MIAMI — Southwest Airlines churned out yet another record quarter of profitability, reporting a $190 million net profit for the fourth quarter of 2015 on January 22. The Dallas-based carrier’s fourth quarter net income was $404 million net of special items, and for full year 2014, it reported a record $1.4 billion net profit ($1.1 billion including special items).

Unlike its major airline peers Delta and United, Southwest did not record substantial losses due to fuel hedges during the quarter. It does, however, have a net liability of $234 million for its outstanding fuel hedges moving forward.

Southwest Airlines at Phoenix Sky Harbor International Airport.
Southwest Airlines at Phoenix Sky Harbor International Airport.

Unlike several of its peers, Southwest’s earnings were powered by surging revenues, which grew 5.1 percent year-over-year (YOY). Capacity growth as measured by available seat miles (ASMs) finally slowed down after years of outpacing GDP, rising 0.5 percent YOY for the full year and 2.4 percent in Q4. Operating margin for the full year came in at 11.9 percent, driving a record full year return on invested capital (ROIC) of 21.2 percent for the first time in 14 years.

All in all, it was a relatively eventless quarter for Southwest, at least outwardly, though there were several notable non-financial items (most notably growth at Dallas Love Field and Washington Reagan National Airport). But those growth gains were offset by capacity “smoothing” across the remainder of the network, allowing PRASM to rise a healthy 5.1 percent YOY for the full year and 2.6 percent in Q4 (mostly in line with peers given Southwest’s domestic heavy passenger mix). That being said, there were some interesting items in the earnings call, which I will summarize below.

  • Rapid Rewards generated $400 million, fleet modernization $500 million, and AirTran synergies $500 million in 2015.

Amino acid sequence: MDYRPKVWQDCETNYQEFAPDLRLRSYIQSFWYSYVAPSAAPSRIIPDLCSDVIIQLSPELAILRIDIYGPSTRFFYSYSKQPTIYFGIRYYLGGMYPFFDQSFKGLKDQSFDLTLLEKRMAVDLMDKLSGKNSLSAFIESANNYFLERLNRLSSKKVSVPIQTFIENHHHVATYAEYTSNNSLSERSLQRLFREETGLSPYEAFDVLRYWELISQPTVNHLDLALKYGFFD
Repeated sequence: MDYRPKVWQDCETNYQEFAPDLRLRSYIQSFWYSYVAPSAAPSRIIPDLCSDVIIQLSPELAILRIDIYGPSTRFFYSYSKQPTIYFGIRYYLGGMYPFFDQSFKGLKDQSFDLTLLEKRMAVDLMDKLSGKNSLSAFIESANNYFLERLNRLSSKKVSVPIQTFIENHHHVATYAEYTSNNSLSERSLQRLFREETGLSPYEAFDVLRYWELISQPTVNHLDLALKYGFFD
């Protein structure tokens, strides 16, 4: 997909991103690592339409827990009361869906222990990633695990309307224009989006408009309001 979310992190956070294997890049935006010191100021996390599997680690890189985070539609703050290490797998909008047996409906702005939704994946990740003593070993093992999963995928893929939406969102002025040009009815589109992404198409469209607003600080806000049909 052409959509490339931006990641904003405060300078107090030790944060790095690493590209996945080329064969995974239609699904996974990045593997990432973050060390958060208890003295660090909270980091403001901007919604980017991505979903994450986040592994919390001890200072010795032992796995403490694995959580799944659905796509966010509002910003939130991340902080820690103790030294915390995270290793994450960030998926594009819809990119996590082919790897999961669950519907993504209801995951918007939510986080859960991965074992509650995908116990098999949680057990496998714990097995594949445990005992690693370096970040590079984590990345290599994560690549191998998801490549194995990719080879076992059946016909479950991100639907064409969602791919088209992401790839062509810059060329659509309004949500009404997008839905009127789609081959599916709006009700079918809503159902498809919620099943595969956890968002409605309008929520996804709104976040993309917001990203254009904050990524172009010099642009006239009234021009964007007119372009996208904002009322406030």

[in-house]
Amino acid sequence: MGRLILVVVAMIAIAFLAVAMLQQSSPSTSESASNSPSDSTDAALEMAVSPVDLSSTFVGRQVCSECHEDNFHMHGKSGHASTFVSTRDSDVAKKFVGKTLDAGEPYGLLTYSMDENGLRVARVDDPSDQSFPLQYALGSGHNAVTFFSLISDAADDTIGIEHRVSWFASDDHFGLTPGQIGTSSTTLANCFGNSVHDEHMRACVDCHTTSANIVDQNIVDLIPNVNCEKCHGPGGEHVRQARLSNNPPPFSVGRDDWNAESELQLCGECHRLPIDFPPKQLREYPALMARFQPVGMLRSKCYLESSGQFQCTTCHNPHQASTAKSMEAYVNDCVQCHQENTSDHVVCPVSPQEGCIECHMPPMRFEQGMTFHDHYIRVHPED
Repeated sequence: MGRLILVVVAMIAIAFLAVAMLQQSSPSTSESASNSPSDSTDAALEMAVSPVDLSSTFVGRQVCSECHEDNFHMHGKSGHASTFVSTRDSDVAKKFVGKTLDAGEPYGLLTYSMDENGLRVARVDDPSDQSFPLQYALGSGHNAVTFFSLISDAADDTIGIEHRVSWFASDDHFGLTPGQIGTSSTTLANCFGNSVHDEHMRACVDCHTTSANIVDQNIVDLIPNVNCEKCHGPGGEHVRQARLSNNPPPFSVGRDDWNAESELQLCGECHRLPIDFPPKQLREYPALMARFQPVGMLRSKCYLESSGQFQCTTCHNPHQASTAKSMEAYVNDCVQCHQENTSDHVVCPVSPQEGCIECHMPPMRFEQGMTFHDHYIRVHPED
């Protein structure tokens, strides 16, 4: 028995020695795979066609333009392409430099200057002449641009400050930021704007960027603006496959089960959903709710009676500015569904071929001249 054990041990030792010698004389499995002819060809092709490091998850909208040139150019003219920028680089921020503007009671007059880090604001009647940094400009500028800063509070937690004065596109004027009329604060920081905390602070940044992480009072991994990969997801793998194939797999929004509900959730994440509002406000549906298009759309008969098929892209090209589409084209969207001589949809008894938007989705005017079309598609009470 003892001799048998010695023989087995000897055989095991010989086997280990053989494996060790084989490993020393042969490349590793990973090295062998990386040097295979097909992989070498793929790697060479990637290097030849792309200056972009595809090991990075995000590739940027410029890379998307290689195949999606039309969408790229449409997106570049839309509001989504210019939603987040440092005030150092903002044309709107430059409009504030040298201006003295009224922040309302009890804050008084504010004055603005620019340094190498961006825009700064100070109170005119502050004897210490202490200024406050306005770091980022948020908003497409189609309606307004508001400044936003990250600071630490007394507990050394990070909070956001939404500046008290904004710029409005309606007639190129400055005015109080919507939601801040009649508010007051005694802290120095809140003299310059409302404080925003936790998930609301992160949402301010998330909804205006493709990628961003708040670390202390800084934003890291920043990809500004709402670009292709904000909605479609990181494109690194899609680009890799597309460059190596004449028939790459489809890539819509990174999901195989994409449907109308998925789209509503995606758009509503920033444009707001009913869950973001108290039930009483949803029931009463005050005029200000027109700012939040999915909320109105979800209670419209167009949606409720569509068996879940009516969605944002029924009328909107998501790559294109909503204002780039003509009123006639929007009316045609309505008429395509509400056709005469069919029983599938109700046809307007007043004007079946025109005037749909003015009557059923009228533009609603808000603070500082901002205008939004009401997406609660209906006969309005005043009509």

• Dallas Love ASMs are up 80 percent YOY while Reagan ASMs are up 180 percent. The majority of Dallas markets are above 90 percent load factor.
  • No change to Southwest’s growth plans for 2016 and 2017 due to lower oil prices.
  • PRASM expected to be flat in Q1 2015, despite 3.5 percent increase in stage length and 2.4 percent increase in seats/trip.
  • Early Bird revenues were $56 million in Q4.
  • Q4 hedging loss was $0.03 per gallon or $15 million.
  • 2015 fuel is effectively unhedged, and Southwest projects $1.7 billion in YOY fuel cost savings.
  • Much of the growth in Dallas, International, and Washington Reagan has been redeployed from AirTran.
  • Southwest expects demand weakness in Texas due to energy sector weakness.
  • Southwest believes ROIC is the best measure of profitability for airlines.
  • Cuba is on Southwest’s radar but not a priority.

So overall it’s business as usual from Southwest. But behind the superb figures and ever-present profitability, there are issues, primarily with labor. For a very long time, Southwest enjoyed excellent management-labor relations, part of the airline’s large corporate culture. As an analyst, I am usually skeptical of grand pronouncements about the value of corporate culture, but I am willing to concede that, at least for Southwest, the whole package adds tens of millions of dollars to the bottom line, at least at present.

Southwest Airlines at Dallas Love Field.
Southwest Airlines at Dallas Love Field.

But Southwest’s labor relations have suddenly, and dramatically taken a turn for the worse. The situation between pilots and management is tenser than it has been in a decade and a half. On one side, management sees its labor costs rising steadily (8.3 on a per-ASM basis in 2014) year-over-year, even as Southwest’s once-robust productivity advantage has evaporated. On the other, labor has been conditioned to expect raises and stasis on work rules year after year. Something has to give between these two mindsets (reining in labor costs and steady raises).

Southwest Airlines employees in training
Southwest Airlines employees in training

Unfortunately for Southwest’s shareholders, external conditions might dictate that labor gets its way. Unlike past decades, United, Delta, and American are taking steps to boost compensation for their employees, so Southwest’s are no longer the best-paid. These new contracts put pressure on Southwest to raise pay accordingly, even though Southwest lacks the global network capable of delivering Delta-, United-, or American-sized revenues.

And fuel prices are going to leave Southwest with a whole bunch of cash, at least $1.7 billion annually. While Gary Kelly and his management team can go to the table with pilots and talk about the necessity to keep cost inflation down, his words are going to sound hollow when Southwest is reporting quarter after quarter of record profitability. Even if the pay rates management eventually agrees to aren’t sustainable under (inevitably) higher oil prices down the line, they may have no choice to acquiesce. And that would have a substantial and detrimental effect on Southwest’s long-term finances.

On the surface, things are fantastic at Southwest. But for the first time in ages, the airline faces the prospect of a battle with labor, one that threatens to roil the present hegemony in an irreversible manner.